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Assessing allergen levels in peach and nectarine cultivars

AuthorsAhrazem, Oussama; Jimeno, Lucía; López-Torrejón, Gema; Herrero Romero, María ; Espada Carbó, José Luis; Sánchez-Monge, Rosa; Duffort, Oscar A.; Barber, Domingo; Salcedo, Gabriel
Keywordslipid transfer protein
food allergen
lipid transfer protein pru p 3
polyclonal antibody
Issue Date2007
PublisherAmerican College of Allergy, Asthma & Immunology
CitationAnnals of Allergy, Asthma and Immunology 99 (1): 42-47 (2007)
AbstractBackground: The lipid transfer protein Pru p 3 has been identified as a major peach fruit allergen. However, the putative peach member of the Bet v 1 family, Pru p 1, has been neither identified nor characterized. Objectives: To determine the distribution and solubility properties of the main peach allergens and to quantify Pru p 3 and Pru p 1 levels in peach and nectarine cultivars. Methods: Peach peel and pulp were extracted using different buffers, and extracts were analyzed by means of sodium dodecyl sulfate-polyacrylamide gel electrophoresis and immunodetection using polyclonal antibodies against lipid transfer proteins, profilins, and Bet v 1 homologues. Pru p 3 was quantified in peach and nectarine cultivars using a sandwich enzyme-linked immunosorbent assay method. A similar method was developed to quantify Pru p 1. Results: A differential distribution between peel and pulp and different solubility properties were found for Pru p 3, Pru p 1, and peach profilin. Mean Pru p 3 levels were 132.86, 0.61, and 16.92 μg/g of fresh weight of peels, pulps, and whole fruits, respectively. The corresponding mean Pru p 1 levels were 0.62, 0.26, and 0.09 μg/g of fresh weight. Most US cultivars showed higher levels of both allergens than Spanish cultivars. Conclusions: The different distribution and solubility properties of the main peach allergens can determine the quality of fruit extracts used as diagnostic tools. These differences, together with the natural variation of Pru p 3 and Pru p 1 levels among peach and nectarine cultivars, can be exploited to reduce peach allergenicity by means of industrial processing and plant breeding.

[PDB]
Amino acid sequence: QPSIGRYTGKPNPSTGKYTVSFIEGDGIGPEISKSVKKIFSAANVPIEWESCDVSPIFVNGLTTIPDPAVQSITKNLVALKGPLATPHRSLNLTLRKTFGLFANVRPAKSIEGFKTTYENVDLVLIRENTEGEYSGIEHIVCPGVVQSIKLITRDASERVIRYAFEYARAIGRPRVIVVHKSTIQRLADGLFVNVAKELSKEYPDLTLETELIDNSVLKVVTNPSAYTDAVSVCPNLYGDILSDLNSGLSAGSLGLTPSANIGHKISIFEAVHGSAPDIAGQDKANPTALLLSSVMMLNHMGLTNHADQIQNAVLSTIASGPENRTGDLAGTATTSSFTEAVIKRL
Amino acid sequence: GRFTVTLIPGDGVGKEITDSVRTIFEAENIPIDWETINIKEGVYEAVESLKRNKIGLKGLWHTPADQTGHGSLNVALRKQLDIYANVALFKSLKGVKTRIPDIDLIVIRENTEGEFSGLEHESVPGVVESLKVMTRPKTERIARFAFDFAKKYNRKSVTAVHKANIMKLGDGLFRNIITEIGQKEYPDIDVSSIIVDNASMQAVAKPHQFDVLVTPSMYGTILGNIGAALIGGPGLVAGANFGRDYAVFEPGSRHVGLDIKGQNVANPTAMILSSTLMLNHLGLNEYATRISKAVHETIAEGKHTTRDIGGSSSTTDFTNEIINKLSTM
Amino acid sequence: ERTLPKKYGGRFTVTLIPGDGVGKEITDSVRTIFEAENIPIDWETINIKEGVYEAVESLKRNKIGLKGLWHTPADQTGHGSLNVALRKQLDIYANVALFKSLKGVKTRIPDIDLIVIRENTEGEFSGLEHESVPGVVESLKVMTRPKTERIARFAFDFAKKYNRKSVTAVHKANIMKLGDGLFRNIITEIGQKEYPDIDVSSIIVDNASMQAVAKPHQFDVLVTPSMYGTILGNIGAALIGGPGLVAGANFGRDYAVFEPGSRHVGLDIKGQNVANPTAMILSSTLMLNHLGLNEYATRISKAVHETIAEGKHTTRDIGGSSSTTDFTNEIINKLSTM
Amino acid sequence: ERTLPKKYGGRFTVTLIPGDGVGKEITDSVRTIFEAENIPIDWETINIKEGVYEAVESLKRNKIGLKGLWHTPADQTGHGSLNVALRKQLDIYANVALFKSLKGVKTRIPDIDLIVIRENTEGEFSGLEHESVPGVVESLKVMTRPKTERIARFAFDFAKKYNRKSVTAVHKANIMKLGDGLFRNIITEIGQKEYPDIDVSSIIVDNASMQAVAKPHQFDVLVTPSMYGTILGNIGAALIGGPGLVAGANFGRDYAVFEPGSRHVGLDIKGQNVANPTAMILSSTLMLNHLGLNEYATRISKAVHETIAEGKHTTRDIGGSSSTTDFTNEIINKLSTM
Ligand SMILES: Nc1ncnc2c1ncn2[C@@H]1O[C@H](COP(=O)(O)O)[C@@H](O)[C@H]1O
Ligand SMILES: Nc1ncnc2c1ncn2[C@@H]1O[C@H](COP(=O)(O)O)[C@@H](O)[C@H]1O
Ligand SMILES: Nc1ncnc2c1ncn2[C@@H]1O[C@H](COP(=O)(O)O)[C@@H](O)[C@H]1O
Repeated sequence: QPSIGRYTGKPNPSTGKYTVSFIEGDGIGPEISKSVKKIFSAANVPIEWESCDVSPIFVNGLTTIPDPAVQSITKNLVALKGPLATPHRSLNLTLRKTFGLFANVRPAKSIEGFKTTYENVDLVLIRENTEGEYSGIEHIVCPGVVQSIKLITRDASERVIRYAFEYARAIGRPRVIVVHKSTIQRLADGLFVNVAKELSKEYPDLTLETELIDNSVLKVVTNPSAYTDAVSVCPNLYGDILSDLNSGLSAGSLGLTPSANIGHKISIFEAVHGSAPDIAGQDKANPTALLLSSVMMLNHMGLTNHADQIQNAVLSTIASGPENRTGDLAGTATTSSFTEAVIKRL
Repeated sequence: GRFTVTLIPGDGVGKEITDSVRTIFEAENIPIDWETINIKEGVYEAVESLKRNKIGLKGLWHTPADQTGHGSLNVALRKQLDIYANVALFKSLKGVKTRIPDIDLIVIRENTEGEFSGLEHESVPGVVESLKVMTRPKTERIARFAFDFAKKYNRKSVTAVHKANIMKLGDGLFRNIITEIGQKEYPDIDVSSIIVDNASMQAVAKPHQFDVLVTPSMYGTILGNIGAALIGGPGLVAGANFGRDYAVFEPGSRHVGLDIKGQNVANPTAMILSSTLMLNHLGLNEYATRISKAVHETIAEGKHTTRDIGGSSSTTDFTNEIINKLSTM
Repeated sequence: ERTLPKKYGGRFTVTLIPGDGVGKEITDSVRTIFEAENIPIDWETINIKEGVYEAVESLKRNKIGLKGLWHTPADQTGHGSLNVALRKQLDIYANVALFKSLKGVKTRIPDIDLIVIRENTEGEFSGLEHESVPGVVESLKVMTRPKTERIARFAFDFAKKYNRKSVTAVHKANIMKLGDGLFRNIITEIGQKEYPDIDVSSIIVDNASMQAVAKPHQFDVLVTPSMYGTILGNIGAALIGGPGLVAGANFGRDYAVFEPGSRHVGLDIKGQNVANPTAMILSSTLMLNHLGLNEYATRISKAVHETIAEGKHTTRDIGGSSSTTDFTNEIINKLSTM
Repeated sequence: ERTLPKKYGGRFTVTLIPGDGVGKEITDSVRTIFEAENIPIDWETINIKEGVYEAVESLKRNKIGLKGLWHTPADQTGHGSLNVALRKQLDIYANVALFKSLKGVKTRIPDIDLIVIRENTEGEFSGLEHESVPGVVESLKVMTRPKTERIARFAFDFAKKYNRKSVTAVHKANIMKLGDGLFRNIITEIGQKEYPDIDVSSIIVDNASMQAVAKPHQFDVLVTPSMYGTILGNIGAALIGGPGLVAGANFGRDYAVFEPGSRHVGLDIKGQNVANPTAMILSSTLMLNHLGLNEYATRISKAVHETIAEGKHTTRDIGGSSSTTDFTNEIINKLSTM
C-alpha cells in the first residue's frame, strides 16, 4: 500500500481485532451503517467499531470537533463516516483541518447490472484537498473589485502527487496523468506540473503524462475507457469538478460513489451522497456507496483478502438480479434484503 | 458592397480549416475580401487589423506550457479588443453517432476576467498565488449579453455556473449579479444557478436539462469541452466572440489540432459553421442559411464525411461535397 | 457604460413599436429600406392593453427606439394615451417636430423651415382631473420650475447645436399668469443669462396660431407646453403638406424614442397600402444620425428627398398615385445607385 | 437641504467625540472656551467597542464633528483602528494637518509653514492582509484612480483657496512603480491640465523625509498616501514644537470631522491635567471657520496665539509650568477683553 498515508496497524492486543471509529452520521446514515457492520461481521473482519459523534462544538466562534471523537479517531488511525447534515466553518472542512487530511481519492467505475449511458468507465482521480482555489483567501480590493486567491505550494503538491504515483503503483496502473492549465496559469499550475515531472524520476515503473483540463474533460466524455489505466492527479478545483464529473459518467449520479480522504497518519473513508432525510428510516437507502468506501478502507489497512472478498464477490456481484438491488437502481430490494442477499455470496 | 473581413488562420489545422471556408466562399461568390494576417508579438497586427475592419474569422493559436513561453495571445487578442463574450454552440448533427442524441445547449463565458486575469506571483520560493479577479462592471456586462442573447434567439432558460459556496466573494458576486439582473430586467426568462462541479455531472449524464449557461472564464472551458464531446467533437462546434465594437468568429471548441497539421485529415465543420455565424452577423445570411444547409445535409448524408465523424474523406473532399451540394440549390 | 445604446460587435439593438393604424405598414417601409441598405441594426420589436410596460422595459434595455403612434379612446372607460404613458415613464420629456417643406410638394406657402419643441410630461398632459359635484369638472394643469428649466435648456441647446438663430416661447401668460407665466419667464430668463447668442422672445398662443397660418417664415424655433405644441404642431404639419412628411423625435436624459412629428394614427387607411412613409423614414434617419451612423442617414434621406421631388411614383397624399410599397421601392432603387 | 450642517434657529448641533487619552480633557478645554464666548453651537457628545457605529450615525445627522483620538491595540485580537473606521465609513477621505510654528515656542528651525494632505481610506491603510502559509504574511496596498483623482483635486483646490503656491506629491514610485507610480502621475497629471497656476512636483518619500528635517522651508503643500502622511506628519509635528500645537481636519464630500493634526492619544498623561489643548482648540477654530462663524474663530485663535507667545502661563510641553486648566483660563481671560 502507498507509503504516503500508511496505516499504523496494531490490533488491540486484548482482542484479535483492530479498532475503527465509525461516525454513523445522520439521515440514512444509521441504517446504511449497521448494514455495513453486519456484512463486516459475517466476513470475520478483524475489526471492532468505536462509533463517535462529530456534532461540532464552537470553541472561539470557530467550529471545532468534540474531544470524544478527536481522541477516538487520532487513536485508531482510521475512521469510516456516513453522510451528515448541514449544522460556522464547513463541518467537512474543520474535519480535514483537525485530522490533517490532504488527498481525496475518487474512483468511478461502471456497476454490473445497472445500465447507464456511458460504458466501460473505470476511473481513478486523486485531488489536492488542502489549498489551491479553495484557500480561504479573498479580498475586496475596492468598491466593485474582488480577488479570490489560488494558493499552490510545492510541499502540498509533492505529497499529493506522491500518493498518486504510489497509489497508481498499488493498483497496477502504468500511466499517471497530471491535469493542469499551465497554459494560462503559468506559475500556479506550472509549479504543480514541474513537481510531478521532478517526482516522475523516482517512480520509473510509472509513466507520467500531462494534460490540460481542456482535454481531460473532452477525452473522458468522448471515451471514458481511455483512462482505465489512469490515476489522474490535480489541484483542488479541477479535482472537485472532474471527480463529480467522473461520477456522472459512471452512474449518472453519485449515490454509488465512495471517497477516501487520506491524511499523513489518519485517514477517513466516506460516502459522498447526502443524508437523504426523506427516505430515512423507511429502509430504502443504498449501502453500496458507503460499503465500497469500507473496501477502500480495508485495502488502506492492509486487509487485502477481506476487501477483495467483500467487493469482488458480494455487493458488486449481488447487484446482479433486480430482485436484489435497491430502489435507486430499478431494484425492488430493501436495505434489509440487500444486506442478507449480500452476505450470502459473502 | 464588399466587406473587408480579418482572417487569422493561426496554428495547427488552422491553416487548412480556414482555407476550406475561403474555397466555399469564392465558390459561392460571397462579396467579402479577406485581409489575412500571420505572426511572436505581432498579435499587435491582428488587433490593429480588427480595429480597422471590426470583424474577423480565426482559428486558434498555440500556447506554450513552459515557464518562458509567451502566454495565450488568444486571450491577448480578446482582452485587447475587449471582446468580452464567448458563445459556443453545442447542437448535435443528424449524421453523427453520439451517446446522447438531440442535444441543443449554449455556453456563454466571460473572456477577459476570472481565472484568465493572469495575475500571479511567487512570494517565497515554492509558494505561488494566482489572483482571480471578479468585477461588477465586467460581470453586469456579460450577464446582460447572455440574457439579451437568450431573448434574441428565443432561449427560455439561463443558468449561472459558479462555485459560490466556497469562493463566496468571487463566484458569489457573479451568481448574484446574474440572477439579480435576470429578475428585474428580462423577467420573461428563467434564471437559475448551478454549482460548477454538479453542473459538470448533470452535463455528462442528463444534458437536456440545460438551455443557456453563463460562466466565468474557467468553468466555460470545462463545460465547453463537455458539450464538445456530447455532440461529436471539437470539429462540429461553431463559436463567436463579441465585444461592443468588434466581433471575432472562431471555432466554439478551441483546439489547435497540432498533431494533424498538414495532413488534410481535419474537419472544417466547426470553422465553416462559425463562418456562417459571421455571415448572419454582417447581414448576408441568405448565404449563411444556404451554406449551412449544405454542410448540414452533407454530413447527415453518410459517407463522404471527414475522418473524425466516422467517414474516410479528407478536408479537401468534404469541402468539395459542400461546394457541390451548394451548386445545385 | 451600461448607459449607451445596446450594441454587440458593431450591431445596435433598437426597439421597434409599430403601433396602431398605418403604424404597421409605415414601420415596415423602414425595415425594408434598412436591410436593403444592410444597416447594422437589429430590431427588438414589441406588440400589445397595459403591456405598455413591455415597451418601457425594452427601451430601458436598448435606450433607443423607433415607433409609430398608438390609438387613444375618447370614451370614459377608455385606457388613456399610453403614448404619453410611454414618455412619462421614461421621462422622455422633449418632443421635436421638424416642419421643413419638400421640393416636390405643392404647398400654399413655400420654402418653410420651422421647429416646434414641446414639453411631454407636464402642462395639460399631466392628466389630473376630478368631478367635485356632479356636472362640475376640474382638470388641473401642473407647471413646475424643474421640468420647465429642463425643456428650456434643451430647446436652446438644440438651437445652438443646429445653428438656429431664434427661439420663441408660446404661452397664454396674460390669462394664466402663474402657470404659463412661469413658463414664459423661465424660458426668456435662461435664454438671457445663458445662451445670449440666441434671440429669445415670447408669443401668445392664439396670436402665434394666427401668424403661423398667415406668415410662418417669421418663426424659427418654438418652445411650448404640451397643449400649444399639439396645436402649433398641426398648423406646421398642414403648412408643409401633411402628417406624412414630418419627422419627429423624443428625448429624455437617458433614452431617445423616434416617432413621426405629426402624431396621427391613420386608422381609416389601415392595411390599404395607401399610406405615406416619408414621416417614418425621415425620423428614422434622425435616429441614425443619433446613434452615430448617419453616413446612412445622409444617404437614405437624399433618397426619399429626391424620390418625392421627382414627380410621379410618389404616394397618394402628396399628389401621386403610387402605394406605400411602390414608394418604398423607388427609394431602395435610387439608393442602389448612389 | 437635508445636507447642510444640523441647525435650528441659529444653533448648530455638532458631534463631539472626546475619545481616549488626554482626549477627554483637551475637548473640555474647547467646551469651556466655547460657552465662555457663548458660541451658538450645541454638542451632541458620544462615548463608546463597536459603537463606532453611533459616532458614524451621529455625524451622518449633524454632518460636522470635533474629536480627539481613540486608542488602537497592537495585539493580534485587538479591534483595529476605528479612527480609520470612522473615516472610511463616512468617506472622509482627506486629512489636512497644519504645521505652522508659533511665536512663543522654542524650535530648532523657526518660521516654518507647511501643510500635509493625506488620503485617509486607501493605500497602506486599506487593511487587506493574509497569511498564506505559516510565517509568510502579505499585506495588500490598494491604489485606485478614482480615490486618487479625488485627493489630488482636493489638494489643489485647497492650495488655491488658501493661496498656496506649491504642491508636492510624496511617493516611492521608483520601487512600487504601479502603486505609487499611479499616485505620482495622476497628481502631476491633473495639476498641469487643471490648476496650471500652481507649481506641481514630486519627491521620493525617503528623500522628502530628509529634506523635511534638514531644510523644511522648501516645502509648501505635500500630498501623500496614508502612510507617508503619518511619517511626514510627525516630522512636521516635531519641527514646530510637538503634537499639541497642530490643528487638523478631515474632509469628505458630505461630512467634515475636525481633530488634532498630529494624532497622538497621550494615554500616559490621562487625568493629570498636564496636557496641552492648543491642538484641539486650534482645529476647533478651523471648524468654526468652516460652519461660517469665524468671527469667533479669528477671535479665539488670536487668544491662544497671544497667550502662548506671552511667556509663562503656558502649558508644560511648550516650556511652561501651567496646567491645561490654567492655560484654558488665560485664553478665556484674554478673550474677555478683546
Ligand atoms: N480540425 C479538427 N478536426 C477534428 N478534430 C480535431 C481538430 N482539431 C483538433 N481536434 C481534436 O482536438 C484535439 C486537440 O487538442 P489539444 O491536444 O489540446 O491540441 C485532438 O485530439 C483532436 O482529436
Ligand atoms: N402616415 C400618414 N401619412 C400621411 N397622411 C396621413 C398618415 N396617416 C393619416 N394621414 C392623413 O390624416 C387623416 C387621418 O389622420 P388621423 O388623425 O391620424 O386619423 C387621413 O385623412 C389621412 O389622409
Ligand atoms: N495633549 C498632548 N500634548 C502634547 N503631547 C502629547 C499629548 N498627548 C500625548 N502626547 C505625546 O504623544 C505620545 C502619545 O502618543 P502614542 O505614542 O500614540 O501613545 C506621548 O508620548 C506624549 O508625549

Publisher version (URL)http://dx.doi.org/10.1016/S1081-1206(10)60619-9
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